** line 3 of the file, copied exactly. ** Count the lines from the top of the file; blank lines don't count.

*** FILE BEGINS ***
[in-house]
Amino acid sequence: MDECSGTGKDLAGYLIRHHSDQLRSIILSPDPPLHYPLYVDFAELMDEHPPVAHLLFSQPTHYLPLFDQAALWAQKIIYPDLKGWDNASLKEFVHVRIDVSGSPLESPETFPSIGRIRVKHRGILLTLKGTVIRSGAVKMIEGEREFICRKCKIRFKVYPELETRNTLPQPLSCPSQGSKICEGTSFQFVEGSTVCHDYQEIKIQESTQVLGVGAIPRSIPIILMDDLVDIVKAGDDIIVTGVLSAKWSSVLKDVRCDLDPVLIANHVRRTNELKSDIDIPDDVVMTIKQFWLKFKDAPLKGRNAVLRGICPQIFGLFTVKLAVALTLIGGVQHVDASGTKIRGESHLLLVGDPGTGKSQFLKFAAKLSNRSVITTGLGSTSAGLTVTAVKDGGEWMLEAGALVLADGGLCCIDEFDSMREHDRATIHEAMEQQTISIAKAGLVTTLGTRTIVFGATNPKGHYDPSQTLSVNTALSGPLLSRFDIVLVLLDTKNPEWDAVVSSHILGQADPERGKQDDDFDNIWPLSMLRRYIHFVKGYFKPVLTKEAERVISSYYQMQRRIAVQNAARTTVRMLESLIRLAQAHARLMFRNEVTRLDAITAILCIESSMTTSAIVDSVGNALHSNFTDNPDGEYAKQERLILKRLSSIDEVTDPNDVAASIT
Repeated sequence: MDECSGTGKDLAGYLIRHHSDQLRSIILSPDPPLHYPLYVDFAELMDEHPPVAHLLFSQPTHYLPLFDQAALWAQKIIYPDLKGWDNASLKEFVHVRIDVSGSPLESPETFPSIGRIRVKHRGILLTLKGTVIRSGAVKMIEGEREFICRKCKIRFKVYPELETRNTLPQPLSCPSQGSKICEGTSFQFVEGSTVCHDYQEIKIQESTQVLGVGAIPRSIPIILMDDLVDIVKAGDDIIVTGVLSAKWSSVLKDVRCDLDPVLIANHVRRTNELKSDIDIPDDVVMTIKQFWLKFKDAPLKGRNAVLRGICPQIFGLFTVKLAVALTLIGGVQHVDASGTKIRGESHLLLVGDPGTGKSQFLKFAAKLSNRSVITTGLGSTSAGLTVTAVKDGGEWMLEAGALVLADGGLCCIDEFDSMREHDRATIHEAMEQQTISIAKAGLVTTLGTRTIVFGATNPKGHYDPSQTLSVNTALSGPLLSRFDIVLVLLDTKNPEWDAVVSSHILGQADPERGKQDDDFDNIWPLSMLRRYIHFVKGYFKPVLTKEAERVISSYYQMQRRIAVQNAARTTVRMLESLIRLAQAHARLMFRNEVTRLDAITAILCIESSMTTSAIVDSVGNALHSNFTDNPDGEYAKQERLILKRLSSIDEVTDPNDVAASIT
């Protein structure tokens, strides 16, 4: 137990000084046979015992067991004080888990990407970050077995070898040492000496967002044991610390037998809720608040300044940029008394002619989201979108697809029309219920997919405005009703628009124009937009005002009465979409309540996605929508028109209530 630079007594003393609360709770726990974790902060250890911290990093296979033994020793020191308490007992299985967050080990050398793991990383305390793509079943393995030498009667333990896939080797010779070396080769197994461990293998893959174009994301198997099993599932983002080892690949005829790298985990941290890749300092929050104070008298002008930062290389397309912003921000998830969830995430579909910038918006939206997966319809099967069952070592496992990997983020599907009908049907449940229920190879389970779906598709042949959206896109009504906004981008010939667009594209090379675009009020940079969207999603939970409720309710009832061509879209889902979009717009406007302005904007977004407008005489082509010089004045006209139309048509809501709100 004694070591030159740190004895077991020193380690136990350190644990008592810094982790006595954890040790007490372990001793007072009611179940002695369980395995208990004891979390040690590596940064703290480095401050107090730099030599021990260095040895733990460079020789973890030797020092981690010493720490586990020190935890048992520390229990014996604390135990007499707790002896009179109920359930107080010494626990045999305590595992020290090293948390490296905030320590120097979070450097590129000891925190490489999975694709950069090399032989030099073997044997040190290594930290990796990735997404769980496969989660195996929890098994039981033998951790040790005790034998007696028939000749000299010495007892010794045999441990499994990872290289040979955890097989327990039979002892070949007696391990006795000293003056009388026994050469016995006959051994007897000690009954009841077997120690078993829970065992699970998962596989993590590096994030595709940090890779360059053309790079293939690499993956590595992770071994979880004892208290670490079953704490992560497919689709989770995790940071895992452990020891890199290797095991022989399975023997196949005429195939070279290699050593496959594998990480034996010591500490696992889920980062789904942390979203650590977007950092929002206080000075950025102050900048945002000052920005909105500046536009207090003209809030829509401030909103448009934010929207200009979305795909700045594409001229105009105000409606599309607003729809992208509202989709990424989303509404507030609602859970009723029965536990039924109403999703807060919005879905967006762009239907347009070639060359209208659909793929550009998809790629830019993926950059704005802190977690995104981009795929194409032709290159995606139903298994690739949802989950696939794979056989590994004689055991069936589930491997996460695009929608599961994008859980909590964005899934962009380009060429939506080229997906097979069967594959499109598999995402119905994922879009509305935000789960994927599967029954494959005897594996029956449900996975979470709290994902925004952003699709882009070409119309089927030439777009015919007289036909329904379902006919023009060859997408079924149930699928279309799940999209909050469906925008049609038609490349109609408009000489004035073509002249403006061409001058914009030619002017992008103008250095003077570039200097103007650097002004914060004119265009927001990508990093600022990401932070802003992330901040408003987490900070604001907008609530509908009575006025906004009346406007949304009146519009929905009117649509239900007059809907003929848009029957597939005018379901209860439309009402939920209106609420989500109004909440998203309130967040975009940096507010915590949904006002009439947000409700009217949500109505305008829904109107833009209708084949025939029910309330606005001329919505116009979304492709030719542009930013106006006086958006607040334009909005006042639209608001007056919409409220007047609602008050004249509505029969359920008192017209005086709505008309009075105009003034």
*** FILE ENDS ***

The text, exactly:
Repeated sequence: MDECSGTGKDLAGYLIRHHSDQLRSIILSPDPPLHYPLYVDFAELMDEHPPVAHLLFSQPTHYLPLFDQAALWAQKIIYPDLKGWDNASLKEFVHVRIDVSGSPLESPETFPSIGRIRVKHRGILLTLKGTVIRSGAVKMIEGEREFICRKCKIRFKVYPELETRNTLPQPLSCPSQGSKICEGTSFQFVEGSTVCHDYQEIKIQESTQVLGVGAIPRSIPIILMDDLVDIVKAGDDIIVTGVLSAKWSSVLKDVRCDLDPVLIANHVRRTNELKSDIDIPDDVVMTIKQFWLKFKDAPLKGRNAVLRGICPQIFGLFTVKLAVALTLIGGVQHVDASGTKIRGESHLLLVGDPGTGKSQFLKFAAKLSNRSVITTGLGSTSAGLTVTAVKDGGEWMLEAGALVLADGGLCCIDEFDSMREHDRATIHEAMEQQTISIAKAGLVTTLGTRTIVFGATNPKGHYDPSQTLSVNTALSGPLLSRFDIVLVLLDTKNPEWDAVVSSHILGQADPERGKQDDDFDNIWPLSMLRRYIHFVKGYFKPVLTKEAERVISSYYQMQRRIAVQNAARTTVRMLESLIRLAQAHARLMFRNEVTRLDAITAILCIESSMTTSAIVDSVGNALHSNFTDNPDGEYAKQERLILKRLSSIDEVTDPNDVAASIT